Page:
Read full article here.
Very interesting points made. I do believe they made a lot of missteps trying to be expand too rapidly. 2011 had a great share of quality THQ games that should at the very least be reassuring to the gamers that THQ has potential to become a triple-A publisher. Here's my two cents:
- Warhammer 40k: Space Marine should have been THE Warhammer game to kickstart the whole franchise in gaming. If the article is to be believed then W40k RTS has always only had a limited audience in the US, yet Space Marine, as simple as it was, had global appeal (Vinny likes it enough to read through the other novels). Shooting dudes in the face DONE RIGHT is always a plus in anyone's book. RTS done amazingly well? Probably only old-ass PC gamers like I would care. At least the game is out, hopefully cross-platform W40K action games can save THQ to fight another day. And the license is, no matter how limited the audience may be right now, very worth holding onto to, as the potential for an enormous following is huge if the right games came out. On the other hand though...
- Drop the fucking WWE license. No one wants another one, and certainly not one made by the same people. It's costing the company money AND reputation as the bad wrestling game publisher.
- NEVER try to draw equivalents to the big bois in the industry, and stop clinging onto things no one cares about. Red Faction is not the Halo of THQ; nor is Homefront THE Call of Duty. When a game becomes a hit, it becomes a hit. Usually popular franchises aren't cultured. Because you can't. The direction RF:A went was the biggest misstep any franchise could have taken. Signing a deal with Crytek to do a Homefront sequel? I say drop the franchise no one fucking cared about already. If anything, Crytek making a RF sequel (shooter or not) using Guerrilla tech would probably be the way to go. At least that franchise meant something to the gaming community. But the TV show? Fuck the TV show.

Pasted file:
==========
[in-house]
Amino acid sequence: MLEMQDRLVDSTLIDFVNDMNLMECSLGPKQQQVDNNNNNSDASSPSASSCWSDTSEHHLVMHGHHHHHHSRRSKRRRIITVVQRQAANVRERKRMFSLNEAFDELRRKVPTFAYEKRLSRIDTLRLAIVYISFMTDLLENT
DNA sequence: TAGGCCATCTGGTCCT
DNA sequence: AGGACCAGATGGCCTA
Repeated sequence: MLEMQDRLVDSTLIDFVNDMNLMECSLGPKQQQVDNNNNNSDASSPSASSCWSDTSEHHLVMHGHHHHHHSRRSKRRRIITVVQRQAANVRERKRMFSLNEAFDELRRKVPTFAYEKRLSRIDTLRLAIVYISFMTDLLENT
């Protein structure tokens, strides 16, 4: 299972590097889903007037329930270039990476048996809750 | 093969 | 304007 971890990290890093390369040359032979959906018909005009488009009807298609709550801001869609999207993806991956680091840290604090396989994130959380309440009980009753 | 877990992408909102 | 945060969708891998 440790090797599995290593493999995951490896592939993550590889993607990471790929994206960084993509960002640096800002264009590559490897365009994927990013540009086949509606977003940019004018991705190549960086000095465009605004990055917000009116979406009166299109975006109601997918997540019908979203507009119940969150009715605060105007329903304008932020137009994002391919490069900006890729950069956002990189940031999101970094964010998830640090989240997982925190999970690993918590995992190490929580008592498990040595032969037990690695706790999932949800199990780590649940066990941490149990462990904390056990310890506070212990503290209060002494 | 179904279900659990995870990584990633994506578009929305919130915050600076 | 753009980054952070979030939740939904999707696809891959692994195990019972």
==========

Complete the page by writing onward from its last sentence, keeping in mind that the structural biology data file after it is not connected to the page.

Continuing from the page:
- Make kids' games. It's a huge market that could be connected with low investment. When you were a kid, did you care who made the games? You only had to convince adults to read the back of the box and say, "oh that looks fun for my kid!". Seriously, it couldn't have been done easier. I used to play total crap games (I even bought Action Man on the PS1) when I was a kid. Not having the Disney license isn't the end of the world, iconic mascots such as Spyro, Crash Bandicoot, or the ones still relevant, Ratchet and Clank, are all original creations. It also unearthed great talented studios that went on to make triple-A titles, some serious money. Also, the lack of any remarkable kids' games on the the market would mean an easy point of entry by a publisher with good rep, right?
It's always sad to see people being put out of jobs, but some of the past decisions really could have been made better by a college student who plays video games. Saints Row 4 and Warhammer 40k: Space Marine 2 may as well be the saving grace of the publisher. Don't screw up 2013, THQ. Also, Power Rangers.